Dale Jr. Download: Old friend surprises Dale with his father’s Rookie of the Year shirt

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On July 11, Dale Earnhardt Jr. tweeted a picture of a vintage shirt celebrating his father’s Rookie of the Year campaign in the Cup Series in 1979.

Earnhardt already owns two copies of the shirt, but they don’t fit. He said in the tweet he searches daily for an XL sized version of the shirt on eBay.

Earlier this week on the “Dale Jr. Download,” an old family friend and fan named Connie Goodman surprised Earnhardt with multiple old racing shirts, including the rare Rookie of the Year shirt.

The shirt was still in the packaging it had been wrapped in almost 40 years ago.

“We followed your dad’s career and once he got the Rookie (of the Year award), we bought the souvenirs,” Goodman said. “I thought, I’m going to buy one, that we wore … and I thought, ‘I’m going to keep one, because he’s going to be very famous one day.’ Just knew it.”

NASCAR America: Dale Earnhardt Jr. offers advice to Ricky Stenhouse Jr. about Daytona

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After bearing most of the blame for multiple accidents at Daytona International Speedway, Ricky Stenhouse Jr. has some bridges that need repair.

Dale Earnhardt Jr. and Kyle Petty had some advice for Stenhouse Wednesday on NASCAR America.

The first question posed to Earnhardt on Twitter (using the hashtag #WednesDale) in this episode concerned Stenhouse and the proper protocol for reaching out when a driver is involved in an incident.

“If he text messages any of these drivers, that just shows that he’s not truly remorseful.” Earnhardt said.

Before the age of cell phones, drivers would settle their differences at the end of race. Kyle Petty recalled a race in which he intentionally wrecked Dale Earnhardt Sr. after the Intimidator roughed him up at North Wilkesboro Speedway.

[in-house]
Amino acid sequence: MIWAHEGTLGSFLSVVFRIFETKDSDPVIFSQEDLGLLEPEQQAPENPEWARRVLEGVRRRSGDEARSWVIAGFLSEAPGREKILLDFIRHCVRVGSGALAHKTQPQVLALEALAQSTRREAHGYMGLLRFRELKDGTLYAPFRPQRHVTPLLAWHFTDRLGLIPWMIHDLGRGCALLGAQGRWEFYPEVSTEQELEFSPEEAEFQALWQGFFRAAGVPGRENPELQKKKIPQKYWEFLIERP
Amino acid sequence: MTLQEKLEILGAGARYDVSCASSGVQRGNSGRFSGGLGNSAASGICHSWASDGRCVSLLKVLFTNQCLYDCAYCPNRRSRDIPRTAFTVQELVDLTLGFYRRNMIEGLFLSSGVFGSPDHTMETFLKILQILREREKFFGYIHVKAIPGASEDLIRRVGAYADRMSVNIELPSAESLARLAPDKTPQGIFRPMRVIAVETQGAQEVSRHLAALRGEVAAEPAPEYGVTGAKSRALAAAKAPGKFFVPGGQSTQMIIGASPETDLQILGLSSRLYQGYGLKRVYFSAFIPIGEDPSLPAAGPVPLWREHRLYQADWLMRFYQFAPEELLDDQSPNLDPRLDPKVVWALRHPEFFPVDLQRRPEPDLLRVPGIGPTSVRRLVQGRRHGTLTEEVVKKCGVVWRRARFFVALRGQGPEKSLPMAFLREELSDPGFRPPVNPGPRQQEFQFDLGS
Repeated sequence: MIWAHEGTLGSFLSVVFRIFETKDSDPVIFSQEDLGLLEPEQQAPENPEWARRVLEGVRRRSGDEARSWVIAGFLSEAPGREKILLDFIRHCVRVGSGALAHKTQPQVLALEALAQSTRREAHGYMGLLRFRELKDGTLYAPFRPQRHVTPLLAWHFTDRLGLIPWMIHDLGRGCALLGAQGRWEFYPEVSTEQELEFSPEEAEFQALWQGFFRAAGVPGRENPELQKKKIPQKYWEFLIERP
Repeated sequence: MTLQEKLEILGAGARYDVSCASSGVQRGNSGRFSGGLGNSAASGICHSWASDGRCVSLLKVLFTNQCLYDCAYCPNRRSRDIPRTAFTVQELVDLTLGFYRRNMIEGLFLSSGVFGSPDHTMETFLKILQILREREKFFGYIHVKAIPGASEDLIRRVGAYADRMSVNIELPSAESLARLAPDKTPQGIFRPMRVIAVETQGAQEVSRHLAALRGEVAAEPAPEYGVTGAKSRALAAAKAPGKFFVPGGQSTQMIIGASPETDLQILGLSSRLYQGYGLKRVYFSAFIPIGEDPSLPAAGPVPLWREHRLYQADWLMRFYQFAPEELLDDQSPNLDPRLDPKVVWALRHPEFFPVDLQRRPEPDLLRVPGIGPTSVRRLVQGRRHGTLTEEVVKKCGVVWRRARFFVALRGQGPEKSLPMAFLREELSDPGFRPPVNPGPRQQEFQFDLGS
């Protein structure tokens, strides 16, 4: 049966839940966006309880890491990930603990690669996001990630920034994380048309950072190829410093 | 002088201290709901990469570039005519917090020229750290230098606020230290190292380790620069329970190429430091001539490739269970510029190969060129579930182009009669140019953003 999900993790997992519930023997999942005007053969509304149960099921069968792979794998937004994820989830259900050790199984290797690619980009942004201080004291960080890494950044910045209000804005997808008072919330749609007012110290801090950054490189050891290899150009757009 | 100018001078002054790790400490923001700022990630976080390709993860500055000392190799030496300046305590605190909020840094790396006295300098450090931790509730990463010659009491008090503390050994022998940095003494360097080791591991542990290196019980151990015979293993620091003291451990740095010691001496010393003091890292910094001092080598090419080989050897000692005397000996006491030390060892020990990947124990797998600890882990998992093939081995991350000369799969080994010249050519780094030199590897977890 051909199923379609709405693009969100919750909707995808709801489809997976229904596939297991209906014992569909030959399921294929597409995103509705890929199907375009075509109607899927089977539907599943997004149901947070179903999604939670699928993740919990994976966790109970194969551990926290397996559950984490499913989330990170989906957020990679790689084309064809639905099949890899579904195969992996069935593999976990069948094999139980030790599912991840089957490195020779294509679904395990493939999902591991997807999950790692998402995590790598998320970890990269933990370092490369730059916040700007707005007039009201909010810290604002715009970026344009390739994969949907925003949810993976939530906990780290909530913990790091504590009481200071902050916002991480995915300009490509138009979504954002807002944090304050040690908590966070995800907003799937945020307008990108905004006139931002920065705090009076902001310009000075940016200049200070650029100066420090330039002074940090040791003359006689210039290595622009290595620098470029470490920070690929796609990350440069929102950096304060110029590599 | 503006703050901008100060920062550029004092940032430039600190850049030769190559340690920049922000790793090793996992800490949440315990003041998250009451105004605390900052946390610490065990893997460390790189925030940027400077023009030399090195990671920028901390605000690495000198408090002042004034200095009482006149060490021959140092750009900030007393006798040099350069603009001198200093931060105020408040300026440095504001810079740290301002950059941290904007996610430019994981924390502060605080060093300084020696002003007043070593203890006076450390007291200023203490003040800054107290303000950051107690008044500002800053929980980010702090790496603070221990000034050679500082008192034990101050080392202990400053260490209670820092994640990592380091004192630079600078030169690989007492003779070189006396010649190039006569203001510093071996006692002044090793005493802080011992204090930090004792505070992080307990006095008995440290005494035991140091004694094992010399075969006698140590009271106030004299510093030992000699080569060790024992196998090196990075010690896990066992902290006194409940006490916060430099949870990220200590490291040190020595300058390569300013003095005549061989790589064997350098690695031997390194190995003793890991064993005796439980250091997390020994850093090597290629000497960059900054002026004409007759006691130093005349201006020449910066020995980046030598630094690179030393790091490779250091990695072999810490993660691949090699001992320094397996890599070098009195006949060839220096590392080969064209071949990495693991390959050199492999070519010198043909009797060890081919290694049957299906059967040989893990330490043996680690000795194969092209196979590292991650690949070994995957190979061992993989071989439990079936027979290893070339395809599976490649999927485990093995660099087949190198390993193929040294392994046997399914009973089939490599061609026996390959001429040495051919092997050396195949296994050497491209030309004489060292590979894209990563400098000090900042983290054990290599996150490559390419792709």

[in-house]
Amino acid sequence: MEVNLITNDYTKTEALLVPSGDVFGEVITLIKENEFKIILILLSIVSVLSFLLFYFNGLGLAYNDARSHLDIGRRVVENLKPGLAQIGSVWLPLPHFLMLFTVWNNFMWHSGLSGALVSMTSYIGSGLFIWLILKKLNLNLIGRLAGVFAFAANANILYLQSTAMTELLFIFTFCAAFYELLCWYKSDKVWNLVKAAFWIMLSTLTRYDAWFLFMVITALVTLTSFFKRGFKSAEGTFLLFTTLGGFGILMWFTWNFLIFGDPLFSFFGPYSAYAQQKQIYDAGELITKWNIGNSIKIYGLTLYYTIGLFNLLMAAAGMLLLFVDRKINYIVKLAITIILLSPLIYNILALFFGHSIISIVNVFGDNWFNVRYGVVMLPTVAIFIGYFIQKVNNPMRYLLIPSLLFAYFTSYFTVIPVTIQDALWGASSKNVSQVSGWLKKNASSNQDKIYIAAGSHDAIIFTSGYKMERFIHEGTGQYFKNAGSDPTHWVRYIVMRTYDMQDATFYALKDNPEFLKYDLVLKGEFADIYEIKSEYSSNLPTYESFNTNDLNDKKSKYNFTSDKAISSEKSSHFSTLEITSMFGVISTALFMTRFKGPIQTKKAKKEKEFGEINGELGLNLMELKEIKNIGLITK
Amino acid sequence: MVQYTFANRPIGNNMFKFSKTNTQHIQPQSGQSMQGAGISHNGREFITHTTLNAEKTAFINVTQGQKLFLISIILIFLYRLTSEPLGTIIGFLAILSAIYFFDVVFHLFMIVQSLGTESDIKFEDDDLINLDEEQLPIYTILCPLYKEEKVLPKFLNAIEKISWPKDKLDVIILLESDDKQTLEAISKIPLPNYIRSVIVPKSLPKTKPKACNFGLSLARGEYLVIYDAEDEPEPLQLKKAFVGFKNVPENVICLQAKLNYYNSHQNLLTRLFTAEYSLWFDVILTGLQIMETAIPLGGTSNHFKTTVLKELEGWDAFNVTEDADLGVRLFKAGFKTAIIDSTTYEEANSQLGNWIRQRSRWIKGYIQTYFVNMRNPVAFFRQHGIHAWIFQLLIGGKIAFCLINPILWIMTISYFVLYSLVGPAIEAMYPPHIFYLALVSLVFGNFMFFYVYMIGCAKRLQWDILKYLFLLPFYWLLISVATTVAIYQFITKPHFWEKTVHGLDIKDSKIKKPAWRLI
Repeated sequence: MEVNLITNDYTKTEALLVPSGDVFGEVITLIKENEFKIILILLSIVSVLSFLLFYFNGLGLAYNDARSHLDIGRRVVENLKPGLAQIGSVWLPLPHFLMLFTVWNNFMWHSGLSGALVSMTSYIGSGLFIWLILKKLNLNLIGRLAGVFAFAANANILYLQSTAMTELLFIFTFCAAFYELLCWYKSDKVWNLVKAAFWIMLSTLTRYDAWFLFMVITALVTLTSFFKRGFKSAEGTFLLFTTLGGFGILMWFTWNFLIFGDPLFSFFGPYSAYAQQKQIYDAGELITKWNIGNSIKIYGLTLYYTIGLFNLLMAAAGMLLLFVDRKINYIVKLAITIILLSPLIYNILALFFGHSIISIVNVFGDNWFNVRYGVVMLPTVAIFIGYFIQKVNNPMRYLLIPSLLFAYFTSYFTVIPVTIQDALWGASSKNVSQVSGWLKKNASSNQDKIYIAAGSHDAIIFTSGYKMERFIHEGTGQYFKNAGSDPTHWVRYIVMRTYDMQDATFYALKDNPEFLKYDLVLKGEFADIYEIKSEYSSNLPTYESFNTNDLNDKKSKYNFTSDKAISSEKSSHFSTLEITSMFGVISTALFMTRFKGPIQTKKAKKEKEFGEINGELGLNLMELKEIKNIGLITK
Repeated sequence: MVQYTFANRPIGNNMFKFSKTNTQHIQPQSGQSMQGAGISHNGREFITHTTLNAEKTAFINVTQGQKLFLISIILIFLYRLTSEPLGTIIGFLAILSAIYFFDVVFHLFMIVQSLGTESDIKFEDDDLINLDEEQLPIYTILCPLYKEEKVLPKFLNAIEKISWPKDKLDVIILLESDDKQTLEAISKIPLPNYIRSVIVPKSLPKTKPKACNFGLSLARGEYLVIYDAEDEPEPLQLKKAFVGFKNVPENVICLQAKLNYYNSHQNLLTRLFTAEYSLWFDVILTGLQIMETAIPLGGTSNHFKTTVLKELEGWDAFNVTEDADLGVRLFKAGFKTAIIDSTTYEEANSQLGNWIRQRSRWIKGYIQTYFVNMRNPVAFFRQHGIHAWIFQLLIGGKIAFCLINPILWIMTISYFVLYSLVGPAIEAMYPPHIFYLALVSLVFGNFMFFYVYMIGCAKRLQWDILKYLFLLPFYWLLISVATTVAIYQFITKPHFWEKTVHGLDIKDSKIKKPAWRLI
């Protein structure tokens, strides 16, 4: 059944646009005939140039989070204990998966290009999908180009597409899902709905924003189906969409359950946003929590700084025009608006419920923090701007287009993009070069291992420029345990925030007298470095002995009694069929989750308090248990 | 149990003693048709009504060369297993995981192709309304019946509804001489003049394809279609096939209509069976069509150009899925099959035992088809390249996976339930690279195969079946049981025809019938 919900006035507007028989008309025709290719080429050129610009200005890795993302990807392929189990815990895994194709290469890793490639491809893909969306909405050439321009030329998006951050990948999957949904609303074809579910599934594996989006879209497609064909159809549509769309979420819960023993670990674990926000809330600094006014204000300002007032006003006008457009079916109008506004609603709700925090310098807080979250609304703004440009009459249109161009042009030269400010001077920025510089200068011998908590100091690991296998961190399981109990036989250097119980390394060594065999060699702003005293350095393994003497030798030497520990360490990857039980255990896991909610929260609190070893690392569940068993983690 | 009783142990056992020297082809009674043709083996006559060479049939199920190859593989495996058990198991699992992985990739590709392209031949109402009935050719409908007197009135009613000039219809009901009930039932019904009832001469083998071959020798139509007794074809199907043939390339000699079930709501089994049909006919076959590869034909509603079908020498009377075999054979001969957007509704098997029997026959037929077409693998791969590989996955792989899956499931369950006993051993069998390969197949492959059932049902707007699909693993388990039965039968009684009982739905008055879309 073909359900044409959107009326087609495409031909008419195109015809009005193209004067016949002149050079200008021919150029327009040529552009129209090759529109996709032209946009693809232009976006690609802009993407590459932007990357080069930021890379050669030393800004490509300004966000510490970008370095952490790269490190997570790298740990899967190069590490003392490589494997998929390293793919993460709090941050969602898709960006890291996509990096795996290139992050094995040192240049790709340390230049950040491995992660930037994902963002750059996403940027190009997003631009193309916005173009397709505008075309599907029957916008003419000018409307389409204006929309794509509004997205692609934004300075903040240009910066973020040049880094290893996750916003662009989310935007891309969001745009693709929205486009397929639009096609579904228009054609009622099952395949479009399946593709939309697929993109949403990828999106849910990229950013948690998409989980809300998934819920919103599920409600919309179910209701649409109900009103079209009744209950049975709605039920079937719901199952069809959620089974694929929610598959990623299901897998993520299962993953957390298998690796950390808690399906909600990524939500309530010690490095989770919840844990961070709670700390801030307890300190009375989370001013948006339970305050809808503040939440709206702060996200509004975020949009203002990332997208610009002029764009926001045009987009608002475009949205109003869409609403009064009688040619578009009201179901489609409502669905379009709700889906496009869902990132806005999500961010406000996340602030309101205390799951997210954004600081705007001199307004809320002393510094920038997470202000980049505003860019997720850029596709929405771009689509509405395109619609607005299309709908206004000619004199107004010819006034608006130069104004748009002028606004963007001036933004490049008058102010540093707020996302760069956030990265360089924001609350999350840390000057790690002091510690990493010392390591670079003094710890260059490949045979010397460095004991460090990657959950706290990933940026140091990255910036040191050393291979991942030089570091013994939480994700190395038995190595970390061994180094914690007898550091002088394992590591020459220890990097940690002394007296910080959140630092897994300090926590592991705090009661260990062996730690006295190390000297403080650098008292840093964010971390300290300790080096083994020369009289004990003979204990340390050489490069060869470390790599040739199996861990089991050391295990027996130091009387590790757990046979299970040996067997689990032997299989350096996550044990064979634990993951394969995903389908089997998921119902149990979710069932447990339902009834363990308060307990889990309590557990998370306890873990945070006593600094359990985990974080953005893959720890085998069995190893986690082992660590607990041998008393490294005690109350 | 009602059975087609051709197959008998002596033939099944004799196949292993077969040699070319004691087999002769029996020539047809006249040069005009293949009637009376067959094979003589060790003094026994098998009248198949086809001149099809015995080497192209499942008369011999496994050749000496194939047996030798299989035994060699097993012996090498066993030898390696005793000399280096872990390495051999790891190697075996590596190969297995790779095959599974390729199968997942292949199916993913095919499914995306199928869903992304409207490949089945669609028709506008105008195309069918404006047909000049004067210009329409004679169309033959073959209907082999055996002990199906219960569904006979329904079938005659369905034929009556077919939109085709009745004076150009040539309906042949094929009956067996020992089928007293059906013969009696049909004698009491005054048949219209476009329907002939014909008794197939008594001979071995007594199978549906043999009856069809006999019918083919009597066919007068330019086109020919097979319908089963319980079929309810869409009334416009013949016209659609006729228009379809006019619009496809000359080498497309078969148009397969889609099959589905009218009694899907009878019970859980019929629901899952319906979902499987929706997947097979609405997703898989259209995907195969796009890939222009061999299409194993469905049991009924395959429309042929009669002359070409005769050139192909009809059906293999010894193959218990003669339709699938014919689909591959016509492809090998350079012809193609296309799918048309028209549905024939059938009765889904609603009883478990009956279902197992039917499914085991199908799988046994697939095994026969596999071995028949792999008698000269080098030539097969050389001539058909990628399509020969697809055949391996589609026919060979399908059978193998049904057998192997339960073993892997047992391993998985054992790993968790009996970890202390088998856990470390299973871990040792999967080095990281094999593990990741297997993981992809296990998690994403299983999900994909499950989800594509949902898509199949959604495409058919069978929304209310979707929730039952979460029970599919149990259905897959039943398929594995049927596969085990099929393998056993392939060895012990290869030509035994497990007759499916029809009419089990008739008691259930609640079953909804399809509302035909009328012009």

Afterward, Earnhardt approached Petty and asked what that was all about.

“I just got tired of your (expletive),” Petty said.

“I thought so,” Petty recalls Earnhardt saying. And that was that.

But in today’s age when drivers tend to go their separate ways after a race, technology takes over.

“In today’s world with technology and all that – if you’re gonna call a guy, call him the next day,” Dale Earnhardt Jr. said.

“If you wait until the next race weekend, the guy thinks that you’re not going to bring it up,” allowing the incident to fester.

After initiating an accident in 2009 by spinning Brian Vickers at Daytona, Earnhardt knew that it would take a while to rebuild trust among the other drivers.

“For Ricky, going forward, he needs to try to eliminate this from his next plate race,” Earnhardt said. “When he goes to Talladega later in the season, try not to continue this trend. Put a little space between this race and the next time you want to do something stupid. That’s what I always tried to do. If I screwed up, I’d lay low for a while.”

For more, watch the video above.

Follow Dan Beaver on Twitter.

Comparing Cole Pearn, Martin Truex Jr.’s record together to NASCAR greats

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Martin Truex Jr and Cole Pearn have a good thing going.

Truex’s win Sunday at Sonoma Raceway came in his 123rd start with Pearn serving as his crew chief.

The two have had an eventful tenure in their four years together at Furniture Row Racing.

Since teaming up in the No. 78 Toyota in 2015, Truex’s second year with the team, the duo has scored 16 wins, 45 top fives, 75 top 10s and an all important championship last season.

How does their record so far compare to the first 123 races of other notable driver-crew chief pairings in NASCAR history?

Racing Insights compiled the info of nine pairings, including Truex/Pearn and Kyle Busch/Adam Stevens, who have 119 starts together. They would have 130 starts together if not for Busch missing 11 races in 2015 due to injury.

Truex and Pearn would have 124 starts together if not for a one-race suspension for Pearn in 2015.

The data includes five active pairings: Pearn/Truex, Stevens/Busch, Chad Knaus/Jimmie Johnson, Rodney Childers/Kevin Harvick and Paul Wolfe/Brad Keselowski.